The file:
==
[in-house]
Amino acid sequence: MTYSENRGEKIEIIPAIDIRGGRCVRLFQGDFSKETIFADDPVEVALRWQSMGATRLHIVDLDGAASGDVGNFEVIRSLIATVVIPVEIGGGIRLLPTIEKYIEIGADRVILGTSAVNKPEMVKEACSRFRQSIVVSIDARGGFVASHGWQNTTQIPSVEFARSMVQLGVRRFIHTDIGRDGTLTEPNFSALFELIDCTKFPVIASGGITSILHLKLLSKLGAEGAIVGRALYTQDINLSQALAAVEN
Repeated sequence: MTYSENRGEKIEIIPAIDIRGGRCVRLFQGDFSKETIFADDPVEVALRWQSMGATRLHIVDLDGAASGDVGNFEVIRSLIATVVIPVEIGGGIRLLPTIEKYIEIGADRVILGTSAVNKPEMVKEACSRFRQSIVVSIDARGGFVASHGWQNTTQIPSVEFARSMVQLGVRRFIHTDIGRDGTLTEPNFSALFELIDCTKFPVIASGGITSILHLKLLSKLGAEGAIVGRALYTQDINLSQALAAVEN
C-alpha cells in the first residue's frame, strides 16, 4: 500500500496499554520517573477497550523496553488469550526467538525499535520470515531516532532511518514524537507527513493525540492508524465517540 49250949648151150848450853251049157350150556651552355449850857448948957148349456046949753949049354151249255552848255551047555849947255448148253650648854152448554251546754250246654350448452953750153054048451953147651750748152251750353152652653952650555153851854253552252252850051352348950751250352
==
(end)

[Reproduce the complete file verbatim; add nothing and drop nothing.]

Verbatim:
[in-house]
Amino acid sequence: MTYSENRGEKIEIIPAIDIRGGRCVRLFQGDFSKETIFADDPVEVALRWQSMGATRLHIVDLDGAASGDVGNFEVIRSLIATVVIPVEIGGGIRLLPTIEKYIEIGADRVILGTSAVNKPEMVKEACSRFRQSIVVSIDARGGFVASHGWQNTTQIPSVEFARSMVQLGVRRFIHTDIGRDGTLTEPNFSALFELIDCTKFPVIASGGITSILHLKLLSKLGAEGAIVGRALYTQDINLSQALAAVEN
Repeated sequence: MTYSENRGEKIEIIPAIDIRGGRCVRLFQGDFSKETIFADDPVEVALRWQSMGATRLHIVDLDGAASGDVGNFEVIRSLIATVVIPVEIGGGIRLLPTIEKYIEIGADRVILGTSAVNKPEMVKEACSRFRQSIVVSIDARGGFVASHGWQNTTQIPSVEFARSMVQLGVRRFIHTDIGRDGTLTEPNFSALFELIDCTKFPVIASGGITSILHLKLLSKLGAEGAIVGRALYTQDINLSQALAAVEN
C-alpha cells in the first residue's frame, strides 16, 4: 500500500496499554520517573477497550523496553488469550526467538525499535520470515531516532532511518514524537507527513493525540492508524465517540 49250949648151150848450853251049157350150556651552355449850857448948957148349456046949753949049354151249255552848255551047555849947255448148253650648854152448554251546754250246654350448452953750153054048451953147651750748152251750353152652653952650555153851854253552252252850051352348950751250352